As they continued brainstorming, they began to talk about playacting, whether or not the individual was really a psychopath or, like other actors, was playing the part of a psychopath. From there, Lucia, who had been academically trained and almost made a career in geometry began to think back to some of what she learned at that time and whether this individual was actually using mathematics in planning his actions... Was some type of Doublespeak being used to deliberately disguise what was said in anything that had been left at the scenes?

"Lucia," Mike says the next morning back at the office, "I'm still wondering about your so glibly calling the killer a psychopath."
"I've been wondering about that too. In the note he left us, he used that presumed nonswensical Chomskyan phrase garbled up with portmanteau thetoric for some purpose. Like a riddle for us to solve. He's playing with us, manipulating us. Just like a psychopath. But I sense some sort of ulterior motive unbecoming of the stock-in-trade psychopath...And, by the way, don't call him the killer. From this moment forward, he's X-Man,,,X-Man. An unknown variable X. And a man, I presume, as a nonconstant constant...X-Man the exaggerocious.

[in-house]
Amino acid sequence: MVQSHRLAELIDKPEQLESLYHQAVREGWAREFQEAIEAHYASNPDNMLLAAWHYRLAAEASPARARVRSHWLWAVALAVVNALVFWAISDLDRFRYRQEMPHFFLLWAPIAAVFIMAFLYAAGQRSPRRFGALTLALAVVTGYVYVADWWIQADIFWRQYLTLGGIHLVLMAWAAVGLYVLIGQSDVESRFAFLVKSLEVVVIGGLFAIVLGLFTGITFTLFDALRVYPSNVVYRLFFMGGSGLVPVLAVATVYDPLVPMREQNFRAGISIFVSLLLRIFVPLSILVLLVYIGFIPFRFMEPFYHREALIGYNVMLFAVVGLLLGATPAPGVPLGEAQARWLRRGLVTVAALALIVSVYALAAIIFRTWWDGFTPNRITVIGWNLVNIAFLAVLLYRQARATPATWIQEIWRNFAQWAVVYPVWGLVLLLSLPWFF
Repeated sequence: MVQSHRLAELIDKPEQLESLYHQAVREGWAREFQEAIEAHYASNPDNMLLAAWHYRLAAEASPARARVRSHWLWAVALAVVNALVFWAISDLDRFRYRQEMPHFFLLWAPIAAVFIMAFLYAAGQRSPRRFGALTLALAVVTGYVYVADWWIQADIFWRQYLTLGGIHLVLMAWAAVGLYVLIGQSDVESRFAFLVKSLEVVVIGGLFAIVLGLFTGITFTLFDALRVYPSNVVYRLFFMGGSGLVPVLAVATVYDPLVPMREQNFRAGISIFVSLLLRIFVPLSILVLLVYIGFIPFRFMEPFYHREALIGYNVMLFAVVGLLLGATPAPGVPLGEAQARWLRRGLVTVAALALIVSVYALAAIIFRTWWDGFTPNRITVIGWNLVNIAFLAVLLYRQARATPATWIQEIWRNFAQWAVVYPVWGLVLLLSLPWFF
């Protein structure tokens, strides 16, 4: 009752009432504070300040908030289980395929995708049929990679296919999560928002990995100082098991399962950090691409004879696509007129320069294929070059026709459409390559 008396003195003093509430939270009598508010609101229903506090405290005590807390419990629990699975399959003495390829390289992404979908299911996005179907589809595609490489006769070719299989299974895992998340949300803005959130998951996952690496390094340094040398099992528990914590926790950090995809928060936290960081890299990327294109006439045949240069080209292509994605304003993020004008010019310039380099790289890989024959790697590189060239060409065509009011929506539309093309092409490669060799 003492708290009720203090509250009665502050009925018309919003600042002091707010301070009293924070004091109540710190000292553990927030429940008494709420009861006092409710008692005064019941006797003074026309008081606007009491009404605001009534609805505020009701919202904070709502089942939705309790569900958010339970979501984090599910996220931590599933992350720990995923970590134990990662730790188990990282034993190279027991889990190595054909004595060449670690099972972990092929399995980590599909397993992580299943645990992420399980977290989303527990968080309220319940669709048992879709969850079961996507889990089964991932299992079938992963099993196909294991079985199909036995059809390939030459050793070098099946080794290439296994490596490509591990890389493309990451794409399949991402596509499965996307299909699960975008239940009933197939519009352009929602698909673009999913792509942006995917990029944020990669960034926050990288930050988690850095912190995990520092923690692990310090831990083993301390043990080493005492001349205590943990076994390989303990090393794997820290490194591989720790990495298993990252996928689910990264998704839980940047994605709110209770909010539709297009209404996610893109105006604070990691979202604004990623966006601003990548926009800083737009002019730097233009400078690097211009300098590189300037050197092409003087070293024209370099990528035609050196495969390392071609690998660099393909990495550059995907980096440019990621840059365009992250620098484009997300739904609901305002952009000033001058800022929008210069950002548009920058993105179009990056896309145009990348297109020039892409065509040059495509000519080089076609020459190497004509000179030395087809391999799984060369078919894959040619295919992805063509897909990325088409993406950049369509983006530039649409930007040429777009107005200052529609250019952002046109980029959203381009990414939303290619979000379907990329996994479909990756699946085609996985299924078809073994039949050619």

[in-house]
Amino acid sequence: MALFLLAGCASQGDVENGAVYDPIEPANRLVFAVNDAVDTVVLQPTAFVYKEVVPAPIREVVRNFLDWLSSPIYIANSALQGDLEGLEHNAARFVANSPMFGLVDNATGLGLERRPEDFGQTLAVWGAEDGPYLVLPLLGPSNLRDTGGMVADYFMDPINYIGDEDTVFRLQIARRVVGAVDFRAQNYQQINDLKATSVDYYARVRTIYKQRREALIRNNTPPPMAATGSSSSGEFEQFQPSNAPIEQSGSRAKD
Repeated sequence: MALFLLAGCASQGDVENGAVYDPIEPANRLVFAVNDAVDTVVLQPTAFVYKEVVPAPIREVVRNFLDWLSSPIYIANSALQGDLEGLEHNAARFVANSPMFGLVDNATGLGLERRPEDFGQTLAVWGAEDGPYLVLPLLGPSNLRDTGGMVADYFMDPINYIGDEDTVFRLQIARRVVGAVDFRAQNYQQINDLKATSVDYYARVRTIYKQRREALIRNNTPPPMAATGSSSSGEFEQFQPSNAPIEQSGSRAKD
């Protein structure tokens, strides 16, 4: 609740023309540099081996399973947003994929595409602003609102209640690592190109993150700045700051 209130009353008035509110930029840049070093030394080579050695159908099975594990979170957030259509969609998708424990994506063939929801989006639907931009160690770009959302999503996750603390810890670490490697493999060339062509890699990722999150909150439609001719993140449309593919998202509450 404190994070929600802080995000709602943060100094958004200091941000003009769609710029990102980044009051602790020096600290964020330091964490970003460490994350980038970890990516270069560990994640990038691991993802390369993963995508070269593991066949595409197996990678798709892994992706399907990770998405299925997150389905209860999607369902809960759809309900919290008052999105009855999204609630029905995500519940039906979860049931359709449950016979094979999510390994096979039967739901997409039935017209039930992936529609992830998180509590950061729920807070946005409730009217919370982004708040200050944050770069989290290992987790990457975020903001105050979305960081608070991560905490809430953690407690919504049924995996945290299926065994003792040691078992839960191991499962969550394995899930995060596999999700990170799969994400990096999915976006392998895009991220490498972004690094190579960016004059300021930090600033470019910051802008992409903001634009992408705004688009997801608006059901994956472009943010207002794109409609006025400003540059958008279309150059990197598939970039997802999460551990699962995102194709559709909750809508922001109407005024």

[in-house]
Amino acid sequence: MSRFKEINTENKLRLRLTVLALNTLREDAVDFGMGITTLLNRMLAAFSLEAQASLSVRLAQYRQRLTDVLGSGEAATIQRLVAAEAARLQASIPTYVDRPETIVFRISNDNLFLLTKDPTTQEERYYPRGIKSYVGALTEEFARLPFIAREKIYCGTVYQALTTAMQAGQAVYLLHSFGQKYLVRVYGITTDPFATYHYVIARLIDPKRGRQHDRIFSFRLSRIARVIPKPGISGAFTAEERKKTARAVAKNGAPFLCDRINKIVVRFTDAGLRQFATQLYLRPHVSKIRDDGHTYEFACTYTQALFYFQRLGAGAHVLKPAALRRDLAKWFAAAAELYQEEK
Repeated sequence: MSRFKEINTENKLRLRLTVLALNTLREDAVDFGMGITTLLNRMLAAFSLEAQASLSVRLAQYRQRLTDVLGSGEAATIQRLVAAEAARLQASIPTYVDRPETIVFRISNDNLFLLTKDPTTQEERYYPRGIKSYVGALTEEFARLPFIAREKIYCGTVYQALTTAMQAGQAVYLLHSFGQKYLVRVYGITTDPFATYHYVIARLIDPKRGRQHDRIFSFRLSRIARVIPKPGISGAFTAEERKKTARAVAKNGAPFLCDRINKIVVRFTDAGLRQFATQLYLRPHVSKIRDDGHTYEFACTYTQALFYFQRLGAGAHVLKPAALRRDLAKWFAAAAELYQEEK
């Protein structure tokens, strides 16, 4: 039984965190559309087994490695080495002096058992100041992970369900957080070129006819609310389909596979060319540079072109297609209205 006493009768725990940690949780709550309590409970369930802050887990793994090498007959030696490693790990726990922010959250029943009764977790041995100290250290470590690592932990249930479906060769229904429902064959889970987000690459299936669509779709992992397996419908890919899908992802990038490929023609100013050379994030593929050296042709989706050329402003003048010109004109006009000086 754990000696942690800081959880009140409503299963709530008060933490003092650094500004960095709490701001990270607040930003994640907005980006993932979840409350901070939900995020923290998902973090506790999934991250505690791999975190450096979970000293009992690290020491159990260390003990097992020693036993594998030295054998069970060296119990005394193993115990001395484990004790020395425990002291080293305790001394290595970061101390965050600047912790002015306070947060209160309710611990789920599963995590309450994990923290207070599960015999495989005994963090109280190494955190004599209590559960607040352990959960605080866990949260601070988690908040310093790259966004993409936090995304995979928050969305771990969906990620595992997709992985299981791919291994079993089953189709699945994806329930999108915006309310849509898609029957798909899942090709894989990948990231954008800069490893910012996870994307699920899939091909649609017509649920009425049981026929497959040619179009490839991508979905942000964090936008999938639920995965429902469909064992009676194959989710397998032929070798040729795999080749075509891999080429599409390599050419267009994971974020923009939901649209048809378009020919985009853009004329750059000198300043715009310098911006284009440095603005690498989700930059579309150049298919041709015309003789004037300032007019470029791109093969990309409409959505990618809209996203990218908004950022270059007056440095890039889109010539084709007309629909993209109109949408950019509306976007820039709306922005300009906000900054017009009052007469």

"Come again?"
"You know, a portmanteau word, X-man the exaggeratedly atrocious, vicious, hideous,  monstrous. We might as well qualify him by using his own twisted language...

It was becoming clear that the X-Man was talking directly to Lucia... with riddles that could be taken in one way, even though they know it meant something entirely different:

What force and strength cannot get through, I, with gentle touch and insertion can do; and many in the street would not in anguish stand; if I were not there as a stalwart friend in hand; what am I?